Lack of vaccine causes Maxim to pull plug on flu shot clinics
COLUMBIA, Md. Citing a lack of availability, Maxim Health Systems, which operates flu shot clinics for a number of retailers, announced that it is canceling all remaining flu shot clinic programs. The move was effective Oct. 22.
“We apologize for any inconvenience this may have caused our customers and clients,” said Steve Pellito, national director of wellness for Maxim Health Systems. “This season has proven to be one of the most unique and unpredictable seasons of all time.”
According to Maxim, the focus around H1N1 vaccine production has caused vaccine makers to shift resources away from production of regular seasonal flu vaccine efforts. At the same time, heightened public awareness has led to unexpectedly high flu shot demand.
Schnuck exec honored by produce pub
ST. LOUIS A weekly newspaper serving the produce industry has given a top award to a Schnuck Markets executive.
The Packer named Schnucks VP produce and floral Michael O’Brien the 2009 “Marketer of the Year,” Schnucks announced, presenting him with the award at the Produce Marketing Association’s Fresh Summit earlier this month.
O’Brien has worked in the supermarket industry for 37 years, starting at Schnucks as a bagger in 1972, becoming a store manager in 1983 and division manager in 1990. He has served in his current position since 2001.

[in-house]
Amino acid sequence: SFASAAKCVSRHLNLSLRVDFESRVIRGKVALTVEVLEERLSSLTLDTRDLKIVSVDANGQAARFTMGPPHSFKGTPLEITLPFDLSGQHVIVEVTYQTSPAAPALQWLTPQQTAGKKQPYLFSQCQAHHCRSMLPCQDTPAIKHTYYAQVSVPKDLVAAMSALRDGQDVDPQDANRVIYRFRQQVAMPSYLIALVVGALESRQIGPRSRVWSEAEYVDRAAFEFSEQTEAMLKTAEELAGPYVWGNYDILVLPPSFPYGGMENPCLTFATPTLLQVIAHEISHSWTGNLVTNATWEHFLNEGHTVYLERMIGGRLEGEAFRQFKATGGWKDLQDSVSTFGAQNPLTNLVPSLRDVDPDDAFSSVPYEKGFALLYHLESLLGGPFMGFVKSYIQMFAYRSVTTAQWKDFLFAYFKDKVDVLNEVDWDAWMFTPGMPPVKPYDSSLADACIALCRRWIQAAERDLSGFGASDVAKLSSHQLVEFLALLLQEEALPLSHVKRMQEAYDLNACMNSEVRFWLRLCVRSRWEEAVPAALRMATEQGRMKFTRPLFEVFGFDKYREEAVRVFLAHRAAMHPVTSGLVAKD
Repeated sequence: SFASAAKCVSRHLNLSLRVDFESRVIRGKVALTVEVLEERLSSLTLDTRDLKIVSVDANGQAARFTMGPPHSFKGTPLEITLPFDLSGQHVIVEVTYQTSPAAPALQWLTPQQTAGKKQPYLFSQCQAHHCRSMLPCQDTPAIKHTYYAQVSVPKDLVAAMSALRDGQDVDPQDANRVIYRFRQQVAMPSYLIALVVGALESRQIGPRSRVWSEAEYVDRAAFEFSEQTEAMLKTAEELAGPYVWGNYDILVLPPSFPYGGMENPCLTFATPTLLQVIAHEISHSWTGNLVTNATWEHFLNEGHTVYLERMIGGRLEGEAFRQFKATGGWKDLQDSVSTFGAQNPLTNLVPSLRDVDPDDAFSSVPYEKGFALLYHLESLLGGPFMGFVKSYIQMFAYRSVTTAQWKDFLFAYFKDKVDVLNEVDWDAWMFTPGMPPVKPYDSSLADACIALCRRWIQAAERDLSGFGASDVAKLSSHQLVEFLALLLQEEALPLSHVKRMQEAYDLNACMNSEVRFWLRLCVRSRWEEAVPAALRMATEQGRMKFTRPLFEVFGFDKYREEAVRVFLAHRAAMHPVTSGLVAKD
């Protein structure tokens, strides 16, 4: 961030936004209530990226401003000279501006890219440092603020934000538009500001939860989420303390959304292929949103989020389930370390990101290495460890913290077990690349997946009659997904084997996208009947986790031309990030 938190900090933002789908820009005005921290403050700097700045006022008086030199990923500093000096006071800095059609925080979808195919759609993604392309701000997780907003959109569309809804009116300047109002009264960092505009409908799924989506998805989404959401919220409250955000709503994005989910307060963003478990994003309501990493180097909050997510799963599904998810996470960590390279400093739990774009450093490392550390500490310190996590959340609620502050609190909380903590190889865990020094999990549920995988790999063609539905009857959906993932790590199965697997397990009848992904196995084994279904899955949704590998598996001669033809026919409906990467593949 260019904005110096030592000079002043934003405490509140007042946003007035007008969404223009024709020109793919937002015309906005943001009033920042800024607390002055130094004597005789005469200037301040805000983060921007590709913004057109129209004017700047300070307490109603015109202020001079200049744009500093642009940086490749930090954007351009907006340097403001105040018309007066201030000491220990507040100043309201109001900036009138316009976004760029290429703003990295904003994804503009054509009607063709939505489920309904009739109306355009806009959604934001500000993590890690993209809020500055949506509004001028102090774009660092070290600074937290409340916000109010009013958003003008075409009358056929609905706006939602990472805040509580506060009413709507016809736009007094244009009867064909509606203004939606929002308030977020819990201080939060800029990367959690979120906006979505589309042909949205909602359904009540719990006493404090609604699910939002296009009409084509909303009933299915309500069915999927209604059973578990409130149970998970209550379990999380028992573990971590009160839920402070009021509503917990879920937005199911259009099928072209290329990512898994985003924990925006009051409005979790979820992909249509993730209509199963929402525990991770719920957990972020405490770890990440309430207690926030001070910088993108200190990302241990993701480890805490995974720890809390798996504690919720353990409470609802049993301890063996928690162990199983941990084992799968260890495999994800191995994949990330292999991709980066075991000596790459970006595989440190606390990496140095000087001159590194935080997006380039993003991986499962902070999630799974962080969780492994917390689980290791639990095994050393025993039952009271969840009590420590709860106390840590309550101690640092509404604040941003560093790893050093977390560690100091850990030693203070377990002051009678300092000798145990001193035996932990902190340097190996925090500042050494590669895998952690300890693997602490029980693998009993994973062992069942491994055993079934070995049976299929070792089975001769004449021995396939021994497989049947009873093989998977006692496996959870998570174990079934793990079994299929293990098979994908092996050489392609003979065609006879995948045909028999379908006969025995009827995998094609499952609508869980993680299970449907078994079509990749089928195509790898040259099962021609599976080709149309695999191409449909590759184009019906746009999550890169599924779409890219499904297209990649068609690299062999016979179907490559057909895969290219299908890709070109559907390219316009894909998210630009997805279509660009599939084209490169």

Schnucks said O’Brien had taken an “active role” in promoting produce consumption and was a member of a number of industry organizations. He is chairman-elect of the PMA’s board of directors and served as chairman of the Produce for Better Health Foundation in 2007, promoting that organizations “5 a day, Fruits & Veggies – More Matters” campaign to promote the eating of fruits and vegetables. Produce Merchandising magazine also named him “Retailer of the Year” in 2004.
AACE introduces diabetes algorithm
JACKSONVILLE, Fla. A new algorithm designed to help Type 2 diabetes patients achieve glycemic control has appeared online in the September/October edition of the journal Endocrine Practice.
The algorithm, released as a consensus statement by the American Association of Clinical Endocrinologists and the American College of Endocrinology is a one-page resource designed to assist primary care doctors, endocrinologists and others in the management of Type 2 diabetes.
“Depending on a patient’s current A1C level, a physician will use the algorithm to determine whether a mono-, dual- or triple-combination therapy should be considered,” former AACE president and co-chairwoman of the Algorithm Task Force Helena Rodbard said in a statement. “To minimize the risk of diabetic complications, the algorithm will help achieve a hemoglobin A1C value of 6.5 or less when appropriate.”
The task force said it was the first such algorithm that considers currently approved classes of medications emphasizing safety and efficacy while also considering factors such as the overall cost of care.